The Navy has added no details to this announcement, but to any military man, the potential role of the helicopter in anti-submarine warfare is obvious. The helicopter can hover and look; it can fly slowly and track; it can fly relatively fast and search. It can carry a respectable load of search equipment and armament. A difficult target for a sub, it is dependable, easy to build, and relatively cheap.

Another technical development sponsored by the Bureau of Aeronautics in the last twelve months and which holds great promise for the future is a new titanium alloy. The alloy embodies five per cent chromium and three per cent aluminum. This alloy has the advantage of being as strong as high-strength steel with only one-half its weight. Moreover, titanium is a non-critical metal which is abundantly available on the North American continent. It is therefore expected that its use in engines will make possible greater engine powers and significant airframe weight savings, resulting in greater range, payload, and maneuverability characteristics.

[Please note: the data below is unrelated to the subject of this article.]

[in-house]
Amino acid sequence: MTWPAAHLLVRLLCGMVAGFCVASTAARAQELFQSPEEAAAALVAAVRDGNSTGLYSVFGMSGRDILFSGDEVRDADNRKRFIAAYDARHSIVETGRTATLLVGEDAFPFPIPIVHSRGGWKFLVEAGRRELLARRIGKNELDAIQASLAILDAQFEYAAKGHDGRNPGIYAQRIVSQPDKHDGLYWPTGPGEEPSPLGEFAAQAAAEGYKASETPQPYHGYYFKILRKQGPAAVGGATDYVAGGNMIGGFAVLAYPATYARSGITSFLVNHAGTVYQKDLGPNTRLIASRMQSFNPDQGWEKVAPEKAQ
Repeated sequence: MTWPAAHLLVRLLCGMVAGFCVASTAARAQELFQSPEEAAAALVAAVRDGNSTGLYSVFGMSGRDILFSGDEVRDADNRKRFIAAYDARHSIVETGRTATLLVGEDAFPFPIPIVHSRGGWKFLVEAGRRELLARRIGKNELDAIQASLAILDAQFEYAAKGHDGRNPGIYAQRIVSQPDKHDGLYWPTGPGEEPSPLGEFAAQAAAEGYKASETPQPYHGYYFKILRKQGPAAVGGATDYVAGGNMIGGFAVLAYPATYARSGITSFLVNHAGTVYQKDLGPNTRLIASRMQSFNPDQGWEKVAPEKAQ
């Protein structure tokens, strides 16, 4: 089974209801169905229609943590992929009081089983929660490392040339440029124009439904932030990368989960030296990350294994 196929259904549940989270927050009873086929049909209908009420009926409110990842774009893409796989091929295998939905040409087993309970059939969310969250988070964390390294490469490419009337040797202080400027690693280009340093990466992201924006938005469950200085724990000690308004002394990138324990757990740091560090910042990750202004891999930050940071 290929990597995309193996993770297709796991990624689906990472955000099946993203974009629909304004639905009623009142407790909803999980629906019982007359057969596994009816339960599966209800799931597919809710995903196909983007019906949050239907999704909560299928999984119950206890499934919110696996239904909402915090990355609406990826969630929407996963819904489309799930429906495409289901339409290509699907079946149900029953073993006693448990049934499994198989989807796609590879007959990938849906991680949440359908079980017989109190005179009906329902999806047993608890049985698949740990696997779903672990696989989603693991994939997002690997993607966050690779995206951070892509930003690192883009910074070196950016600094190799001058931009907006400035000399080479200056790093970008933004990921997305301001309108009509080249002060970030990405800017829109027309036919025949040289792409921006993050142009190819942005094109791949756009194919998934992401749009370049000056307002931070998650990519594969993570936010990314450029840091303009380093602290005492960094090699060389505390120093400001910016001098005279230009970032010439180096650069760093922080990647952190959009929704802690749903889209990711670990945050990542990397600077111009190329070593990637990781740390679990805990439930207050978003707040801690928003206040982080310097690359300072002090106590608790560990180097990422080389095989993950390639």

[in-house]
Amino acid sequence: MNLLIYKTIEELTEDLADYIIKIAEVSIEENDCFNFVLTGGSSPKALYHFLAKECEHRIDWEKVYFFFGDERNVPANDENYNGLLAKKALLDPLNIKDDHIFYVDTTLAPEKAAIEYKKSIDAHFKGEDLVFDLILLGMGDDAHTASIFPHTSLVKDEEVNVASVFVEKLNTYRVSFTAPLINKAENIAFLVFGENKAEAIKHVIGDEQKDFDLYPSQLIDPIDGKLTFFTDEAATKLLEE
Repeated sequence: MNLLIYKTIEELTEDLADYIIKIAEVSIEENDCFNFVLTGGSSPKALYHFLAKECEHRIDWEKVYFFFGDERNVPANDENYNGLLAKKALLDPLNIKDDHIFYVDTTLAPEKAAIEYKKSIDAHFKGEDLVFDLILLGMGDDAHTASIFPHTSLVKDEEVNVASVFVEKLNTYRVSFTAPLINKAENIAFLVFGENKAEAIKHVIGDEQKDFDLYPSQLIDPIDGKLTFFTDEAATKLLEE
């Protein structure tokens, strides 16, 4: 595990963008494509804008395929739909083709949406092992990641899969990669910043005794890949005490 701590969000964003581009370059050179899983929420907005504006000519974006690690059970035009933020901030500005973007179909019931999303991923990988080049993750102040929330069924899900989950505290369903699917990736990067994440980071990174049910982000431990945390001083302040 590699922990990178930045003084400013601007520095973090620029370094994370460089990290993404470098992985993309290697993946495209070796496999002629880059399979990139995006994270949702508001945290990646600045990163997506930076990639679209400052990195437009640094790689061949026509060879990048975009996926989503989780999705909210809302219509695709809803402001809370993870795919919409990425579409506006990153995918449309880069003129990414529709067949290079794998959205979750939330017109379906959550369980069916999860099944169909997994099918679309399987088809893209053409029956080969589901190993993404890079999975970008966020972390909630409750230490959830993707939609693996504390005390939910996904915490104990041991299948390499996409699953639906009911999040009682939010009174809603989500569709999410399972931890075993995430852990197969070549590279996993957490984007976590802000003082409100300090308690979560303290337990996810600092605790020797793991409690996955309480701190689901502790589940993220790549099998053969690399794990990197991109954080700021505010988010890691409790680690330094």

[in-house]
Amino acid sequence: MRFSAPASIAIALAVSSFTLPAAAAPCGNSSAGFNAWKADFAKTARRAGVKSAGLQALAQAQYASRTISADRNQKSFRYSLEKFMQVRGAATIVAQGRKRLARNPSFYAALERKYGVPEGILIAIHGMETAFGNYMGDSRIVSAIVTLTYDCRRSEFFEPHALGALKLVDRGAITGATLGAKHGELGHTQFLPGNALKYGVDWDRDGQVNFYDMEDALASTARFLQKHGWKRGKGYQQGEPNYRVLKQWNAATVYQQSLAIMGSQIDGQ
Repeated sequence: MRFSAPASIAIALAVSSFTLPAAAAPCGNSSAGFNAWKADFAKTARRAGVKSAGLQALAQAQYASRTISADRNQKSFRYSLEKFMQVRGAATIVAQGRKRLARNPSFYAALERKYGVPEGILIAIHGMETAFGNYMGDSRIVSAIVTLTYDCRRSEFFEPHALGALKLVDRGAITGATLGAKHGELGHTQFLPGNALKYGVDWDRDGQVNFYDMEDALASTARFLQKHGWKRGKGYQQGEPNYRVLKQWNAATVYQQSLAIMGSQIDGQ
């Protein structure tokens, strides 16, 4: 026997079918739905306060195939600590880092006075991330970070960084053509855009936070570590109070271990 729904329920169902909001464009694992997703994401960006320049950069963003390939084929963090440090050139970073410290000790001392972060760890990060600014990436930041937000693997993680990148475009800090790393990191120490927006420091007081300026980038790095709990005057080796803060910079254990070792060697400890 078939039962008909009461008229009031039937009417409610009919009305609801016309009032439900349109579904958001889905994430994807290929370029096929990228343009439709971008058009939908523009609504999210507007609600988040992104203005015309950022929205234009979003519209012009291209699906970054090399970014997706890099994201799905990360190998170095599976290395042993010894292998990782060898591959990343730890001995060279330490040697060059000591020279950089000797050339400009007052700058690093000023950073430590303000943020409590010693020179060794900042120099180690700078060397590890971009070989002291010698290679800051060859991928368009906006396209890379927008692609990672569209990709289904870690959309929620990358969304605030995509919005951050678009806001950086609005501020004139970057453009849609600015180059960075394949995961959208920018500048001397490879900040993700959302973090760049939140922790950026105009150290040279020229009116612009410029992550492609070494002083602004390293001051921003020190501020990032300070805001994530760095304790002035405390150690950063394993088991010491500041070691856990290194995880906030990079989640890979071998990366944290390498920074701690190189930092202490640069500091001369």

Fiscal Fifty also saw an air-ordnance development of great significance—the “Mighty Mouse” rocket for air-to-air targets. This explosive projectile can destroy the largest bomber flying today with a single hit. Our BuOrd experts referred to it as “a powerful addition to the weapons of interception fighter aircraft.” It has a greater range and muzzle velocity than the 20 mm. aircraft gun, the explosive charge is larger, (the rocket’s diameter is three inches) yet it may be carried in quantity by a small tactical aircraft. The “Mouse” has folding fins which extended after launching to give directional stability.